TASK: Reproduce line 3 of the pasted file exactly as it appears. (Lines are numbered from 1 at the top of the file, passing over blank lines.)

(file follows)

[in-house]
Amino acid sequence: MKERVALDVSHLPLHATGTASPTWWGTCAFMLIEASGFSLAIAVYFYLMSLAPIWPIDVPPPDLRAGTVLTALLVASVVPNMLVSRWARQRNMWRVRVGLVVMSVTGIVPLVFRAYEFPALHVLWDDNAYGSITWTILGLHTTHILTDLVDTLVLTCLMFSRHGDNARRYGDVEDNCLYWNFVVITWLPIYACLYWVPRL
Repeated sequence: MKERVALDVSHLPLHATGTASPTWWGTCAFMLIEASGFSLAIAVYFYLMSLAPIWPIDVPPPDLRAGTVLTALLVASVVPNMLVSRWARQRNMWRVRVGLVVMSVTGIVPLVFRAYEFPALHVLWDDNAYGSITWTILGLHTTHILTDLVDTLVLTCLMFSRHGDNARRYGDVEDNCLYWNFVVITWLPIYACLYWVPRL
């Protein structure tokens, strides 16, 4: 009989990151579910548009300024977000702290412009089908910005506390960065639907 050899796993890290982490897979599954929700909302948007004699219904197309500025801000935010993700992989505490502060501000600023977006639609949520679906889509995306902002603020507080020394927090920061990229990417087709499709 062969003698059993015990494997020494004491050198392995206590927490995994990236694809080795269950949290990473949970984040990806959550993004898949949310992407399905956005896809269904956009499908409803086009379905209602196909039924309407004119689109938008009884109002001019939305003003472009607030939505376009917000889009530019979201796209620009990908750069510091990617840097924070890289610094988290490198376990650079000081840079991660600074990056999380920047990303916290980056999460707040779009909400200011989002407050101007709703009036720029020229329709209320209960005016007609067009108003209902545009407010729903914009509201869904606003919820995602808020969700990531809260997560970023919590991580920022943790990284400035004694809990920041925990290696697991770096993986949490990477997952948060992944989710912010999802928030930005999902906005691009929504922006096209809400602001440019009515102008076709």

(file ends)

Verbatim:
Repeated sequence: MKERVALDVSHLPLHATGTASPTWWGTCAFMLIEASGFSLAIAVYFYLMSLAPIWPIDVPPPDLRAGTVLTALLVASVVPNMLVSRWARQRNMWRVRVGLVVMSVTGIVPLVFRAYEFPALHVLWDDNAYGSITWTILGLHTTHILTDLVDTLVLTCLMFSRHGDNARRYGDVEDNCLYWNFVVITWLPIYACLYWVPRL